Investigation on gender and area of study stereotypes among Irish third level students
Gender stereotypes are identified as a significant contributor to persistent inequality and in an educational arena, it has far reaching effects. As third level students select their area of study, their stereotypes can influence the degree of integration or exclusion in a particular area of study. Over the years, this has resulted to multiple research studies in the investigation of gender stereotypes with particular emphasis in the relationship between gender stereotypes and selected areas of study (Sciences and Liberal Arts) among men and women. In this study the implicit stereotypes of participants were targeted as they are indicative of their delicate mental associations. A quantitative survey was conducted to investigate the extent of gender-area of study stereotypes among Irish third level students. Results indicated that participants felt that, even though both genders devote time to their work equally, it is men that spend more time away from their families, are frequent achievers of high levels on performance and show more natural interest in Science, Technology, Engineering or Maths. Especially among female participants, males scored higher as high achievers in Mathematics and were declared to have more ‘natural’ interest in Science. Comparison between this study and another international big scale study was deemed reliable and comparable.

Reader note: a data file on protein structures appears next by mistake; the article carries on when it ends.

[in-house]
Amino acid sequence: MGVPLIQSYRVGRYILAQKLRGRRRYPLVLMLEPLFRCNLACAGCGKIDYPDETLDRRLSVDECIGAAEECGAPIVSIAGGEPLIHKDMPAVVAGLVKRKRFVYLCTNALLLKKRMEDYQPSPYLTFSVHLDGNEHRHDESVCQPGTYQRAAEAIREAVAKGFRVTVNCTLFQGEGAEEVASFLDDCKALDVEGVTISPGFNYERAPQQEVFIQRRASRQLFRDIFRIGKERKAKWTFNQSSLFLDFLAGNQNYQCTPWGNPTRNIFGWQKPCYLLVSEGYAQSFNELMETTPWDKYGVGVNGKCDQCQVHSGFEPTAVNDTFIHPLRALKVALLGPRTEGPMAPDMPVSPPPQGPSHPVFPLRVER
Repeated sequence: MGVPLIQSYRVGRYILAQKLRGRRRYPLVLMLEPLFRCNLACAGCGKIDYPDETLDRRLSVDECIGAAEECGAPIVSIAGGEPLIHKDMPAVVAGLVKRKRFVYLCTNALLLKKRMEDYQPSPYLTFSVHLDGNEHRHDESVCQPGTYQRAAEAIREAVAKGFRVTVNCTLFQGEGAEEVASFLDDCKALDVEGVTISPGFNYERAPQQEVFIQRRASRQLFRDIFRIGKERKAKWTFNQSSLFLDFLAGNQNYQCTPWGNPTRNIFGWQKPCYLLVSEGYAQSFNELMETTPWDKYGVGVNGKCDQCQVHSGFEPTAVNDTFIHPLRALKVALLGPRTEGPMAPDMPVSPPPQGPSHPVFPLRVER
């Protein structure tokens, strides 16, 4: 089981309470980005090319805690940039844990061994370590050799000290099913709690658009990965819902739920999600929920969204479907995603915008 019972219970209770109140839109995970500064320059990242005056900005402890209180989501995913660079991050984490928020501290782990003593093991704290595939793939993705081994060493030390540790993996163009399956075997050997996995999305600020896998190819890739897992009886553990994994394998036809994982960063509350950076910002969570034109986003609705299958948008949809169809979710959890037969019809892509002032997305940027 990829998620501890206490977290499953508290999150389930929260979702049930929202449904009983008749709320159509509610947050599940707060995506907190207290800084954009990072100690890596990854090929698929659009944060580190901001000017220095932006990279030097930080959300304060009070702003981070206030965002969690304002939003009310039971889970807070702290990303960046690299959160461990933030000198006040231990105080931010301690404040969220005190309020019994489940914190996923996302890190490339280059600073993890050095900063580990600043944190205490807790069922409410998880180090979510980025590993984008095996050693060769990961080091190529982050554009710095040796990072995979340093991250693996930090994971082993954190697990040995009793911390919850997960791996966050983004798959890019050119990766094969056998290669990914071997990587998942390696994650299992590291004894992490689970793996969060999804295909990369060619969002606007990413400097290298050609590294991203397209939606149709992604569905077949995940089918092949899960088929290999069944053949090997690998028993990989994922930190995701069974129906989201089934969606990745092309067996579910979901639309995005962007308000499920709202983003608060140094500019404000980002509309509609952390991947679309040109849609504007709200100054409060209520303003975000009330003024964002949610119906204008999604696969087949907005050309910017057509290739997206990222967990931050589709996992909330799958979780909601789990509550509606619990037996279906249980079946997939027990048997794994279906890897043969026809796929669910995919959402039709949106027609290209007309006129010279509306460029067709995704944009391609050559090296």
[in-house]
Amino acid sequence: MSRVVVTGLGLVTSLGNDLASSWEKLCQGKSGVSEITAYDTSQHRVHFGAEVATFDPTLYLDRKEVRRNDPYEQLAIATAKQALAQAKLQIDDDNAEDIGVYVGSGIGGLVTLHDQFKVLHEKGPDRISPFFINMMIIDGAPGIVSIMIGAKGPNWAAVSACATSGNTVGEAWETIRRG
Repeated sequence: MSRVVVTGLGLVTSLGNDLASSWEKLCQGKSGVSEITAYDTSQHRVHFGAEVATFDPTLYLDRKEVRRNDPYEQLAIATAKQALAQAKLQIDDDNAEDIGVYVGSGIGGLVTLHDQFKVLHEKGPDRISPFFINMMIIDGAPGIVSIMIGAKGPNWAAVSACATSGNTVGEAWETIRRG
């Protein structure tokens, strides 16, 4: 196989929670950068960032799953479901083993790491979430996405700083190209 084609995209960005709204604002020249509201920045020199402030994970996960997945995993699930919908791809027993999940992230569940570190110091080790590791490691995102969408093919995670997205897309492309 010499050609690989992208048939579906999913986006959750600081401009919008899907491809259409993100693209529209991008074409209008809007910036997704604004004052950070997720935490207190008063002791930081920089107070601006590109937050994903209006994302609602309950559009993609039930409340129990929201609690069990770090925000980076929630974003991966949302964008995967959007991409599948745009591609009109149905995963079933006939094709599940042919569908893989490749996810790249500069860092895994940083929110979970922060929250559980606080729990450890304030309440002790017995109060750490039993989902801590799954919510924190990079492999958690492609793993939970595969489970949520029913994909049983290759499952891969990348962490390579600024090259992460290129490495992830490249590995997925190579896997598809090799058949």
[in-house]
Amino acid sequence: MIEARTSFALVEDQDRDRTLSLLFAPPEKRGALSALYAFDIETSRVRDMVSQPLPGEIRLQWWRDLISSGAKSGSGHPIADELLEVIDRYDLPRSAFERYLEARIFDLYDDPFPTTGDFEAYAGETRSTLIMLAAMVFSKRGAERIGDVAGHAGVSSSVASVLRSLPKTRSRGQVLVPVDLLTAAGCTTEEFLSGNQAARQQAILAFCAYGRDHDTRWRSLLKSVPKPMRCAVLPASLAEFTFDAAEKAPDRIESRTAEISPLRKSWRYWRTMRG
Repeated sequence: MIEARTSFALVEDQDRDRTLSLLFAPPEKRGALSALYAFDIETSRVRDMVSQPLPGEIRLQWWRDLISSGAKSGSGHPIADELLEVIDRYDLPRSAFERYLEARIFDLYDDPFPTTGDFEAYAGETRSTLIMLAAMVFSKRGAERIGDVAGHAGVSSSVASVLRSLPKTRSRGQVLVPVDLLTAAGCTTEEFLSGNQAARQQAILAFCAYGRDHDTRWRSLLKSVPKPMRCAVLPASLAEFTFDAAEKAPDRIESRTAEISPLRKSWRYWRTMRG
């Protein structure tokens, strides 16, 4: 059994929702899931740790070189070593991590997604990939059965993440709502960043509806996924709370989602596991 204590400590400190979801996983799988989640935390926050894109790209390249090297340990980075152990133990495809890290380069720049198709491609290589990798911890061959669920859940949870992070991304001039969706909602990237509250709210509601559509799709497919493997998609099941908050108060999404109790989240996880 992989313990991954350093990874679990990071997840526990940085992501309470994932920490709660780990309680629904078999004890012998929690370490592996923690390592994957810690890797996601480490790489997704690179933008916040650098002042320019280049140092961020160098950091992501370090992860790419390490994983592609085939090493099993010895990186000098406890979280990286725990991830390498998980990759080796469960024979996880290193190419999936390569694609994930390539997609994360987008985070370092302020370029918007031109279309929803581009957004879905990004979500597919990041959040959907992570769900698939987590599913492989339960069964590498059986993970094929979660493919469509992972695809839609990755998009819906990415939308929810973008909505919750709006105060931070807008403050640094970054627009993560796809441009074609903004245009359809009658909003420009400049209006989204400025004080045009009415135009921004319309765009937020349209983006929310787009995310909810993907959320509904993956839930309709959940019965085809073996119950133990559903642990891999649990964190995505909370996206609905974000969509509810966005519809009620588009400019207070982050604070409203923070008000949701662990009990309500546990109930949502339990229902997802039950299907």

PublicationInternational Journal of Educational Research Open 100171
Other Funding informationLimerick Institute of Technology’s Research Postgraduate Scholarship Scheme
Department or School
- Nursing and Midwifery